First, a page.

Wednesday, April 3, 2013

The Evolution of 13 South Third Street

At the dawn of the 21st century, this is what 13 South Third Street looked like. The building started its long life--it's believed to be one of the oldest surviving buildings in Hudson--as a blacksmith's shop, and at the time this picture was taken it was owned by artists--painters.

Almost a decade ago, Eric Galloway bought the building and, in the process of renovating it, stripped away much of its authenticity. The front wall was rebuilt to introduce three arched windows. The wall along the alley was totally rebuilt as a single-course "veneer" brick wall over a new structural wall. After it was renovated, the building was sold to Kim Bach, who established her very popular tea shop, Verdigris, there.

The building is now undergoing further change to become Zak Pelaccio's new restaurant, Fish & Game. It's been gutted and structurally reinforced, and efforts are being made to re-create in the interior a sense of age and historic luster. Last week, an article by architect Michael Davis on Huffington Post explained the genesis of his concept for the restaurant space and provided a preview of the changes being wrought. Earlier this week, Gossips got more information about how Davis is incorporating details in his design that are handcrafted, using period sensitive techniques, or reclaimed and repurposed. These are some of the elements that will be part of the restaurant design: 
  • Tables crafted from black walnut, many sections with the living edge preserved
  • Pre-war voided velvet wallpaper
  • Reclaimed tin ceiling panels used as decorative elements
  • Custom unadorned fireplaces constructed from on-site salvaged foundation stone and brick
  • Salvaged cement from New York City sidewalk used in the hearthstone of the fireplace
  • Custom Italian dining chairs
  • Brick salvaged from demolished walls in the restaurant used to build the brick oven in the kitchen
  • A collection of salvaged and contemporary American and Italian light fixtures throughout, including over the exposed kitchen island
  • A selection of antique tribal carpets
  • Hand-wrought iron fireplace rotisserie, cooking implements, and tools based on 18th-century models
  • Authentic copper and glass exterior gas lanterns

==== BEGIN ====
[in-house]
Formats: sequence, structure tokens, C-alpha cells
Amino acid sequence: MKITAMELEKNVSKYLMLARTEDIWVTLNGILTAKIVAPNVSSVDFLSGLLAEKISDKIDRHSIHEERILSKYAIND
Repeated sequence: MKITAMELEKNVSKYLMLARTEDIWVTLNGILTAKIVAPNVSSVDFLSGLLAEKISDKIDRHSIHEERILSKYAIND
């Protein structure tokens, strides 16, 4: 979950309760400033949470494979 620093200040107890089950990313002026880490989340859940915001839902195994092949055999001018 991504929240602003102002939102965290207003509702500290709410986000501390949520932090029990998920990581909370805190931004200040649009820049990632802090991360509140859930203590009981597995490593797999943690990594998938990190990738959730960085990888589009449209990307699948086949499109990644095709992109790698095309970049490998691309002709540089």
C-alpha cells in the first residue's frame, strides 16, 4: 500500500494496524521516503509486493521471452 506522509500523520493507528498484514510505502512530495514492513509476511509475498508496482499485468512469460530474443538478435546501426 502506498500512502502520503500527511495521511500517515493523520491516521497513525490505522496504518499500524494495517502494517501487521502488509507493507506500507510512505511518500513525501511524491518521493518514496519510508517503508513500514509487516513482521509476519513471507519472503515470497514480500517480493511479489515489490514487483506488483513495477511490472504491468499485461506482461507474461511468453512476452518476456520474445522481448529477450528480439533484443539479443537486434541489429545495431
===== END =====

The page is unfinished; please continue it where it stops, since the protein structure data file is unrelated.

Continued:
• Custom-built leather chesterfield sofas
  • A selection of antique vernacular furniture from the surrounding Hudson River Valley
  • An 18th-century American handcrafted brass candle chandelier
Davis's goal in his design for Fish & Game is "to create an environment that will look and feel like the food will taste"--to which Gossips suggests some possible adjectives: complex, comforting, inventive, elegant, authentic.


  1. The building also housed a furniture/cabinet wood-working business in the 1950's too.
    And for a short while it served as a warehouse for Ginsberg's.
    Hudson is always in a state of flux.

  2. Thanks for posting the thirteen year old picture of the building, Gossips.

    I hadn't realized the extent of the destruction of the poetry of the building under Eric Galloway's grip. The old windows, the lintels and the gentle and inviting doorways --- poof! --- all gone and replaced by "energy efficient" second story fenestration and a dull and monotonous triptych of arches that Verdigris, despite its terrific efforts. never seemed comfortable with while it occupied that space.

    I am glad that the present owners, the new restaurateur and the general contractor appear to have exquisite taste, an understanding of history and the best interests of the building, and thus, Hudson, at heart.

  3. Good to see the old picture - I fondly remember Vladimir's pansies and of course the 'Stop the Plant' sign in the window. Good for Michael Davis to put some 'old' back into the Gallowegian version. Good luck to Fish And Game.